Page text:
26 Weeks

We are in the 26th week over here.  Not much to report.  The glucose test is done, and as long as I don’t hear anything from the doc between now and Sunday I’m in the clear.  Here’s hoping for no diabeetus which will prevent me from eating all the delicious holiday treats…and generally be a real drag.



Speaking of treats….We wandered over to the Charlottenburg Weihnachtsmarkt for my favorite Christmas market treat: Baumstriezel!  Well, it’s not a traditional German treat, it’s from the Hungarian speaking world, and the original name is Kürtoskalacs.  Anyway, it’s dough wrapped around a cone, cooked on a spit, and rolled in cinnamon and sugar.  Crispy on the outside, soft and fluffy on the inside…it’s divine.

hungarian baumstriezel

Now instead of international food, I want to look at International parenting.

I just finished French Kids Don’t Throw Food  written by American expat, Pamela Druckerman, who lives in Paris with her three kids and British husband.  I found lots to identify with, compare and wonder about.  Plus, the book got me thinking about German parenting vs. French parenting vs. American parenting. The Germans and the French seem to align quite a bit.

For example, early childhood education is totally play-based.  There’s no rush on numbers or reading or anything like that.  Instead, kids are encouraged to play, socialize, and learn self-reliance.  In both places, Anglo parents are shocked when they hear their 5 year olds have a week long sleep-away trip. And no, you can’t come supervise, or call your kid.  German kitas have also been known to have strict rules about lingering goodbyes during drop-off.   Teachers are keen for parents to make a hasty exit so the kids settle down faster.  Kids are encouraged to self regulate much earlier on, and helicopter parenting is a no-no.  Parents don’t chase after their kids on the playgrounds.  There is an understanding that children are beloved, but life does not completely revolve around the “child king”.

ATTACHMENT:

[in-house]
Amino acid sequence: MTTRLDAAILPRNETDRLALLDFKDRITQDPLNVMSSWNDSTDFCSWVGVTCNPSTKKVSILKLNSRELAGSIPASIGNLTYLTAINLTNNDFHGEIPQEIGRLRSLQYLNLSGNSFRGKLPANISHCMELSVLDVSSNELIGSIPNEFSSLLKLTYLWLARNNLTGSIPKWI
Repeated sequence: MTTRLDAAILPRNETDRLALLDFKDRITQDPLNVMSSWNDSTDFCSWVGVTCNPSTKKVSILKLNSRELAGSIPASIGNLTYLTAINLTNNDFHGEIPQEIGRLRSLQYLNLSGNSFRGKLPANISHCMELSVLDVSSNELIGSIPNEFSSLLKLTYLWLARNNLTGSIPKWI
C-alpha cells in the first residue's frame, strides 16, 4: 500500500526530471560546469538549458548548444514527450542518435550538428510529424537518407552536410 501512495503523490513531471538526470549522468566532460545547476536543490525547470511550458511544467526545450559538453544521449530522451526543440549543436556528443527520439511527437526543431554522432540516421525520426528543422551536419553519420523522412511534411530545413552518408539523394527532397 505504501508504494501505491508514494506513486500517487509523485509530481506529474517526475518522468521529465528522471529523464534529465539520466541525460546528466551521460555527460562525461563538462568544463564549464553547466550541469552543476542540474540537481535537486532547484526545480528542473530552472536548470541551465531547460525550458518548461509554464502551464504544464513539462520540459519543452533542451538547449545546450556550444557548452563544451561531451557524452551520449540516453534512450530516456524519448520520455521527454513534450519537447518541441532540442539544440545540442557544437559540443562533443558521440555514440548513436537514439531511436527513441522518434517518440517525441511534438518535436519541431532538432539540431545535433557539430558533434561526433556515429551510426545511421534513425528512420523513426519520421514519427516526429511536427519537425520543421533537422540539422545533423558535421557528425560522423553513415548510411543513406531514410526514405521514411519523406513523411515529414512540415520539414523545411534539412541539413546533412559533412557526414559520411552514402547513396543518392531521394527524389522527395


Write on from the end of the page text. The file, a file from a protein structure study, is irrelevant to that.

Where the Germans and the French diverge seems to be food and sleep.  Apparently, french babies are “doing their nights” or sleeping through the night by 2-4 months.  German sleep wisdom seems to be more of the wait till they’re 6 months old before sleep training variety.  I don’t really know what the prevailing wisdom in the U.S. as it seems to be all over the place.  Some kids sleep early, some don’t sleep through till well past the first year.

The other difference is food.  Kids are introduced to a variety of complex tastes in French kita like carrots in vinaigrette and camembert cheese.  German kid food seems to be a bit more…simple…but then, so is German adult food.  Wurst and potatoes.  That sounds a lot more like the old U.S. chicken tenders and fries.

Deutschland ist Kinderunfreundlich?